Over the years, there have been many inherited beliefs about car idling that have influenced our driving habits. Many drivers still idle their cars to warm up the engine despite driving the latest car models. Others also believe that idling doesn’t use a lot of fuel and that it’s better for the car’s engine to idle than to restart.
However with use of modern technology in today’s vehicles, these are nothing more than outdated myths. It is important to understand that while idling isn’t inherently harmful to your car, when done excessive and unnecessary, it can have a negative impact.
Here’s why excessive idling damages your car.
- Idling in cold weather harms your engine Before the 1980s, car engines relied on carburettors to keep the engine going. Idling was essential to warm up the carburettor before driving. Today’s cars use electronic fuel injection systems that, together with more sophisticated engines, alternators and leading start/stop battery technology, make idling unnecessary. The best and fastest way to properly warm up your car’s engine is to start driving gently for the first few minutes.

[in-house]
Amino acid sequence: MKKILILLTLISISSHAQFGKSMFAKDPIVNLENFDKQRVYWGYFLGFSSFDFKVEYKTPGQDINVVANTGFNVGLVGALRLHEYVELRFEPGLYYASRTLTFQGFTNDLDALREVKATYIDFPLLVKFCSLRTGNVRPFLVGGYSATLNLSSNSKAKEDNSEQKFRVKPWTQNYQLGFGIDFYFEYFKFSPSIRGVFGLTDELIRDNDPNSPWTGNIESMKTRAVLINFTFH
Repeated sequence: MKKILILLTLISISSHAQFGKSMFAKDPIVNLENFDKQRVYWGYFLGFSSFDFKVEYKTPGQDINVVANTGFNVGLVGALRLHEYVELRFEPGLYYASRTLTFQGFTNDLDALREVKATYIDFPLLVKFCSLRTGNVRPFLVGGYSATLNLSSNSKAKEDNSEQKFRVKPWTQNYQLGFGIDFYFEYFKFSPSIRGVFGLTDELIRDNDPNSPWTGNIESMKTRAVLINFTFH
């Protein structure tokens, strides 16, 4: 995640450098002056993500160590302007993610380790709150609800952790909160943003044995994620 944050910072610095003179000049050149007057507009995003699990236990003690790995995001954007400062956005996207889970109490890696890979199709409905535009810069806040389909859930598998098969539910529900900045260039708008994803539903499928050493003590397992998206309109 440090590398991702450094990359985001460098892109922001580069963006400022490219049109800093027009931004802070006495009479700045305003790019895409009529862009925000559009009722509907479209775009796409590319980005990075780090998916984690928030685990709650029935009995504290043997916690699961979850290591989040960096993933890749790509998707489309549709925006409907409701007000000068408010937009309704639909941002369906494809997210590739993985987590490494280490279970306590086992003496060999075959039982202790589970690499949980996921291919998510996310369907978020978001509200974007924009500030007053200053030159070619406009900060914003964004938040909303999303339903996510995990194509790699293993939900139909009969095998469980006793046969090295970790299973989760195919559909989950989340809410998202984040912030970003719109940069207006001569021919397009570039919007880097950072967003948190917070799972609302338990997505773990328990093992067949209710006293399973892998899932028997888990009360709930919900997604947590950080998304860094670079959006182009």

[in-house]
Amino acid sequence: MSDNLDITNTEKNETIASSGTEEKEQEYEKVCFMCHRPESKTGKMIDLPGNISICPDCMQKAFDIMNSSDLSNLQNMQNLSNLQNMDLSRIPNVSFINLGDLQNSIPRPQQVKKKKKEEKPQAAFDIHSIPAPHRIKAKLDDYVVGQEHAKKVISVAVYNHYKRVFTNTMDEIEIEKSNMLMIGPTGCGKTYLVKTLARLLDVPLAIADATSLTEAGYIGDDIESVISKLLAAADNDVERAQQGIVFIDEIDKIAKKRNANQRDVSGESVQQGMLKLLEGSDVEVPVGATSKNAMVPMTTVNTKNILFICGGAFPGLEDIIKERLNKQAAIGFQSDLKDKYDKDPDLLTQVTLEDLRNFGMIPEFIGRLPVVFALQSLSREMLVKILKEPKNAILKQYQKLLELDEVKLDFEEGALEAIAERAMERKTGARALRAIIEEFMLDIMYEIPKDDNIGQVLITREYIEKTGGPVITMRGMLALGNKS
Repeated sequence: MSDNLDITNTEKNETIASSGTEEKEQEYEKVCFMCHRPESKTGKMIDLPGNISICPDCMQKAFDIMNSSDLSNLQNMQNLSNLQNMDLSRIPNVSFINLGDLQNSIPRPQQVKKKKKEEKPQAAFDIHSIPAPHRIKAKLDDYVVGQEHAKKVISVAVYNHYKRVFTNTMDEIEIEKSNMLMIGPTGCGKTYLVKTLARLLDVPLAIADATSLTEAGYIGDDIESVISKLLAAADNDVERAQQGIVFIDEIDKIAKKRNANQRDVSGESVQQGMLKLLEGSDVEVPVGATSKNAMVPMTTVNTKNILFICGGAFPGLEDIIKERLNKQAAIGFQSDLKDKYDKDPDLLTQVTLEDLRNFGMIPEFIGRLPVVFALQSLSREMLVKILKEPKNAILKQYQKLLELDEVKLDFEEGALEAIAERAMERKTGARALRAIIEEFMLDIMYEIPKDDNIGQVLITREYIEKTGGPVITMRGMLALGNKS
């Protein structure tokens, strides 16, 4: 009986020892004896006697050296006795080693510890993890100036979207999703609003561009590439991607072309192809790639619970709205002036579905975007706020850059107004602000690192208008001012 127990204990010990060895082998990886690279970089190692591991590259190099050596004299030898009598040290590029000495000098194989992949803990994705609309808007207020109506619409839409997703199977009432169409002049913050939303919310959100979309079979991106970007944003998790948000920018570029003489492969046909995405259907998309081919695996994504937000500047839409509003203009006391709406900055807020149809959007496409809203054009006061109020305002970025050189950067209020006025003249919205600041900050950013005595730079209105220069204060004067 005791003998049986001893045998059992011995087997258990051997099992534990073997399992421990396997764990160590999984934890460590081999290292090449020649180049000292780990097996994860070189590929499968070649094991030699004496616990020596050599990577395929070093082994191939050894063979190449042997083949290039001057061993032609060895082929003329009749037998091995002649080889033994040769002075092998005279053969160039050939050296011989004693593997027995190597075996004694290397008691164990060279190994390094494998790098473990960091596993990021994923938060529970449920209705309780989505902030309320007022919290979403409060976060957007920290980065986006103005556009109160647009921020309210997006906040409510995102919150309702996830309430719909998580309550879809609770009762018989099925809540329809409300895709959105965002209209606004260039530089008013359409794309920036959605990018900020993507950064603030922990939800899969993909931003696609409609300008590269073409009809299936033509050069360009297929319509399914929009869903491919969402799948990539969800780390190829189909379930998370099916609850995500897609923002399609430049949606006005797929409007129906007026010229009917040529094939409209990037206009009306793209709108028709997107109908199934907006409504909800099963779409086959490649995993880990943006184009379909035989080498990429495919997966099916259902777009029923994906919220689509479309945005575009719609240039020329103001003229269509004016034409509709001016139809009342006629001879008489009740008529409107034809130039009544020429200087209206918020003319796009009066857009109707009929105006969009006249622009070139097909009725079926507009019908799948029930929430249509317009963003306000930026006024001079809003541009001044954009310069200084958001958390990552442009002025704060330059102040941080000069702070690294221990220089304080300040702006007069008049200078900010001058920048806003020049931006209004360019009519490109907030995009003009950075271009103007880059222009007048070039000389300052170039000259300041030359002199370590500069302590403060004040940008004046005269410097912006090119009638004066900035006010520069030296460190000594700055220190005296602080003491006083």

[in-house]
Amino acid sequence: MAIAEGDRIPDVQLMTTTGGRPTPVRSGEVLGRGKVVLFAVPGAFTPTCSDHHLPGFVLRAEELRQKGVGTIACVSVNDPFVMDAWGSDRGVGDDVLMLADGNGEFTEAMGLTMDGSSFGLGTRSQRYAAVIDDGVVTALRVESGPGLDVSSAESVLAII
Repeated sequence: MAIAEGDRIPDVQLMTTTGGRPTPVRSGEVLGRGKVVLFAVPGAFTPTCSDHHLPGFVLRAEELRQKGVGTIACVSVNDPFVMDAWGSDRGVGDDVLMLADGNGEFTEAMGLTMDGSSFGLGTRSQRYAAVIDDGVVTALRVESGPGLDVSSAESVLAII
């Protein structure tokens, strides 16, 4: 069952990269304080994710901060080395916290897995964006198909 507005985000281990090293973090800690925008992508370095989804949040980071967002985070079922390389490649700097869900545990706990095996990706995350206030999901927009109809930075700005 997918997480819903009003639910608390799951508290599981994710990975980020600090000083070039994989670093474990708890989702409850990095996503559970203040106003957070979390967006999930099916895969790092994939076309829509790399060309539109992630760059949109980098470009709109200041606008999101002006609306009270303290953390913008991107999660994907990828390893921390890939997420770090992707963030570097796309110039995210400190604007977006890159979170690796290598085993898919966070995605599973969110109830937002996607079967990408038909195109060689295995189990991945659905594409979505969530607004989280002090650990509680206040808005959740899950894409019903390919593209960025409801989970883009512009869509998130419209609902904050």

- Idling wastes petrol A common myth is that idling uses less fuel than starting your car. The truth is that 10 to 30 seconds of idling burns more fuel than restarting your car. For every two minutes you idle, you could have driven 1.5 kilometres. Save more fuel by turning off the engine whenever you’re going to stand still for more than 10 seconds.
- Idling drains your battery Your car battery powers all the electronics in your vehicle and needs to be recharged by the alternator. When your car is idling, the battery charges slower and takes more strain from electronics.
- Idling burns up oil The moment you start your car, engine oil gets circulated and used. Idling for long periods will therefore use more oil and you’ll need to refill your oil more often.
- Idling causes engine damage While idling, the fuel in your car is only partially burned. Long periods of idling can produce a build-up of fuel residue and cause engine damage. Keep in mind that fuel is also an excellent thinner and cleaner, which means it can also wash away oil that keeps the engine components lubricated.
There are more than 12 million registered vehicles in South Africa and if everyone cut down on unnecessary idling, we would significantly reduce pollution. Idling is history, the future of driving is start/stop.
*Source: Battery Centre